Minnesota COVID-19 vaccine rollout ranks 23rd in nation

Gov. Tim Walz acknowledged the slow vaccine rollout.

A shipment of Pfizer's COVID-19 vaccines. (Pfizer/Facebook)

(The Center Square) – Almost a month into receiving COVID-19 vaccines, only 147,645 Minnesotans have received a shot — 37% of the nearly 400,000 doses allocated to the state.

That means the state’s providers have given first doses of the two-dose vaccine to 30% of the 500,000 health care workers and long-term care residents prioritized first in the vaccination schedule.

Almost 400,000 doses have been allocated to Minnesota registered provider sites, but that doesn’t mean all those doses are in the state or are currently available to providers.

Last week, Gov. Tim Walz acknowledged the slow vaccine rollout and cited logistics challenges and reporting delays as explanations.

“If you are thinking the pace is too slow, I’m right there with you,” Walz said Wednesday, adding that the state has been promised another 66,000 doses by Monday.

It’s unclear how long it will take to vaccinate the state’s 5.6 million people.

According to the Centers for Disease Control and Prevention, Minnesota ranks 23rd out of 50 for COVID-19 vaccinations administered per 100,000 people.

Minnesota Department of Health Information Officer Doug Schultz told The Center Square in an email that there’s a time lag in the state’s COVID-19 vaccination website’s numbers so the actual numbers will be higher than reported.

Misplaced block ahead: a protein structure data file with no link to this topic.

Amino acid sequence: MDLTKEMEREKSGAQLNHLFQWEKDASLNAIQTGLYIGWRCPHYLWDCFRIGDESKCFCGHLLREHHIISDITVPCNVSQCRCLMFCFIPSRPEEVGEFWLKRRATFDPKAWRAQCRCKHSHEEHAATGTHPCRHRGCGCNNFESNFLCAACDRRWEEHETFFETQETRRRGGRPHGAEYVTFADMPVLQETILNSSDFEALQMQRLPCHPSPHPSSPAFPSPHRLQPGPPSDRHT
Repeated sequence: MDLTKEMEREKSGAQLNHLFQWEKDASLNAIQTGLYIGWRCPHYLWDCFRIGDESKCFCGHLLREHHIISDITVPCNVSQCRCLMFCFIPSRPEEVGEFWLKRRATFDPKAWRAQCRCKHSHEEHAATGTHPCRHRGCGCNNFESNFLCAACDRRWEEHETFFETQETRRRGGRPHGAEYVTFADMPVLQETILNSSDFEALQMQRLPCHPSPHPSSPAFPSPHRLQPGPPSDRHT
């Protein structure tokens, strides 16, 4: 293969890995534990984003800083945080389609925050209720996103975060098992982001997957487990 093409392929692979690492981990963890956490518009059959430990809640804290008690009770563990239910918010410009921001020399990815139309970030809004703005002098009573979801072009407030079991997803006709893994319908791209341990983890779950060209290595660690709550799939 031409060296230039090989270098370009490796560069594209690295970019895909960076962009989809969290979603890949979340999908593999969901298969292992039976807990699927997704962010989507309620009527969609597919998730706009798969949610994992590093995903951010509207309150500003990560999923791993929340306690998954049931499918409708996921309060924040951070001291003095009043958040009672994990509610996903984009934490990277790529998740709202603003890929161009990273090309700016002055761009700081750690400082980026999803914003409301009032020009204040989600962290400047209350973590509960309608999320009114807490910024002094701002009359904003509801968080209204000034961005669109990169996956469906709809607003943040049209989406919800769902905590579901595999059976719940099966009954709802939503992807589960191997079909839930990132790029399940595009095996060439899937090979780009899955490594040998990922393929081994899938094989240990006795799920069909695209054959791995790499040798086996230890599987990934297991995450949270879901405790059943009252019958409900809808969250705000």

Minnesota Health Commissioner Jan Malcolm said Monday the state isn’t satisfied with the current vaccination rate but warned that vaccines can often take a week or more to ship.

Malcolm also said she expects the rate to increase since vaccinations started near the holidays. She also noted a blizzard hindered deliveries.

Infectious Disease Director Kris Ehresmann said she’s encouraging health care partners to change vaccination schedules from a Monday-Friday schedule to seven days a week.

The plan to administer vaccines in Minnesota is as follows:

  • Phase 1a: Frontline health care workers and long-term care residents — is currently underway with roughly 249,000 people left.
  • Phase 1b: Frontline essential workers and adults 75 years and older.
  • Phase 1c: Adults ages 65-74, people aged 16-64 with high-risk medical conditions, and other essential workers.
  • Phase 2: When more doses are available, any remaining Phase 1 recipients left out will be vaccinated, plus adults in communities that have been hit hard by COVID-19. Officials don’t know when phase 2 will begin.
  • Phase 3: With a greater supply of vaccines, anyone who wants to be vaccinated can do so.